I’m not trying to sell you a holiday here, but you get the idea. One of the things I like about Dalby Forest is that it is a signal black spot, not a jot of signal to be found in the entire forest. This is probably partly to do with it being situated in the North Yorkshire Moors (a location not renowned for its connectedness to the outside world) and partly because it is just acre after acre of very tall and beautiful trees. So even if you do take pictures on screened devices while you are there you at least get time to take in your surroundings, and the reason you felt taking a picture to be necessary, before sending it into social cyberspace. There are a lot of things to take in too, you don’t need to look very hard to see the unavoidable abundance of nature and greenery. However in the words of William Blake:

“The tree which moves some to tears of joy is in the eyes of others only a green thing that stands in the way. Some see nature all ridicule and deformity… and some scarce see nature at all. But to the eyes of the man of imagination, nature is imagination itself.”

Even if you aren’t quite as enthusiastic about trees as myself you will at least note the height and expansiveness of these particular ‘green things’. They are everywhere. And yesterday it was in these trees that I climbed.

Go Ape is an adventure outward-bounds type assault course suspended in the tree tops of the forest. There are several places around the country that you can try similar, but be warned it is not for the faint hearted. I took on the challenge of Go Ape with a friend and despite me being the one in the team who is not scared of heights it was still slightly hair raising at times. I am not a monkey, nor a bird, and being 120ft in the air is not the ideal place for a humble human. After signing some documents in case of fatal injuries we were given a rigorous half hour training session, which involved mostly learning how to attach yourself on and off each platform and the importance of being attached to something at all times. Once actually on Go Ape we were confronted with many challenges: from your average balance beam to tarzan swings into cargo nets. Just in case you were to forget whilst on the huge wooden structure that your life was in your caribbeanas’ metallic gates, there were giant yellow signs on each activity with a picture of a falling man on. The poor man who was careless with his caribbeanas…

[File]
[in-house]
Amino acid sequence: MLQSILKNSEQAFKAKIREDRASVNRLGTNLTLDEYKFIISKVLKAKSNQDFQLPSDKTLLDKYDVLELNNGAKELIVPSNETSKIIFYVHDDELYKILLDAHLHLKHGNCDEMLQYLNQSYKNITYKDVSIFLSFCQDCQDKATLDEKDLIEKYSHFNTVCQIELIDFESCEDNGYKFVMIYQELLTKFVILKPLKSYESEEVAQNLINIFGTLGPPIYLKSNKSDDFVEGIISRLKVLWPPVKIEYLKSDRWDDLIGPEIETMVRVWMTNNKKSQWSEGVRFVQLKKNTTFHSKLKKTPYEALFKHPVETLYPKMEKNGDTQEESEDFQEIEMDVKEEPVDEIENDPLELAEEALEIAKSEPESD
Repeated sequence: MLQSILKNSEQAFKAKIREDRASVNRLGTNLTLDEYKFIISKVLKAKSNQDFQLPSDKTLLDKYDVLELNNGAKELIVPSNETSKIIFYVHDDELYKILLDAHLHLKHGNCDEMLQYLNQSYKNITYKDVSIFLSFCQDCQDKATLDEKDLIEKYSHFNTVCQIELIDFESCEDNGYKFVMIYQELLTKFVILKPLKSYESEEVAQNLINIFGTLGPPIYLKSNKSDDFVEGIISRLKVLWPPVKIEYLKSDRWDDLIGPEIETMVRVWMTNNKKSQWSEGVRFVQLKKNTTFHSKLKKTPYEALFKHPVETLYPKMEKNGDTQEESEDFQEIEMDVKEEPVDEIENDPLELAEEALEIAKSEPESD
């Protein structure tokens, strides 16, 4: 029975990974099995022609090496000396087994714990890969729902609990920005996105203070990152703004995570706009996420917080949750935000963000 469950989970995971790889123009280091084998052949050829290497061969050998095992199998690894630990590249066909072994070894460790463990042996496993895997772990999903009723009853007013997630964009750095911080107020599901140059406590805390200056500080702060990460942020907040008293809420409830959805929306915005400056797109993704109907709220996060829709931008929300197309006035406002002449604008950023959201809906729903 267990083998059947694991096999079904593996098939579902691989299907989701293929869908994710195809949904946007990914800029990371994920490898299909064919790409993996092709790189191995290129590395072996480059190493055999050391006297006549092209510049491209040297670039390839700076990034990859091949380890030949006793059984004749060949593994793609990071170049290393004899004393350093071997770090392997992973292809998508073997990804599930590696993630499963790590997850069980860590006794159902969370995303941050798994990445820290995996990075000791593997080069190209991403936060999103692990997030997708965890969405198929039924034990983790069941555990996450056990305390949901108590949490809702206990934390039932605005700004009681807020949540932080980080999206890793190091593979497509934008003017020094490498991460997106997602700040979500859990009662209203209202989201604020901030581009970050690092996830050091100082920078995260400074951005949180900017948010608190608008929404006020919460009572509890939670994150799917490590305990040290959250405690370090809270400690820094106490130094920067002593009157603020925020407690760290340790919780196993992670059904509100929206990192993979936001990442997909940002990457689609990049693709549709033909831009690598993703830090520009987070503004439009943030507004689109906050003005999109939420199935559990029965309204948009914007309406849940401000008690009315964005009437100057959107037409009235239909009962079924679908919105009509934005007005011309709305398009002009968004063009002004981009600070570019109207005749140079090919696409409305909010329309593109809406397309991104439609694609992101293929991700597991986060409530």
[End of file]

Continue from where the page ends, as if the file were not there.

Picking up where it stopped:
We managed to survive the adventure just fine, and definitely kudos goes to N for getting someone with low vision around the course in one piece. The highlight was certainly the zip wires which flew me through the air and between the trees in line with the birds. It is a strange feeling to be doing nothing, literally just sitting, but to be travelling so fast and doing something that humans were never really meant to do. I could feel the space around me; in my toes I could feel the ground they are accustomed to walking on so very far below and in my hair I could feel the oxygen that the trees had pumped fresh from their leaves for mankind to hold in their techno-addicted lungs. That’s when, at 120ft and approaching the ground, that I decided that beauty is found in different ways, in different things, by different people. Like William Blake says, what I don’t notice is someone else’s Mona Lisa. Then I hit the soil.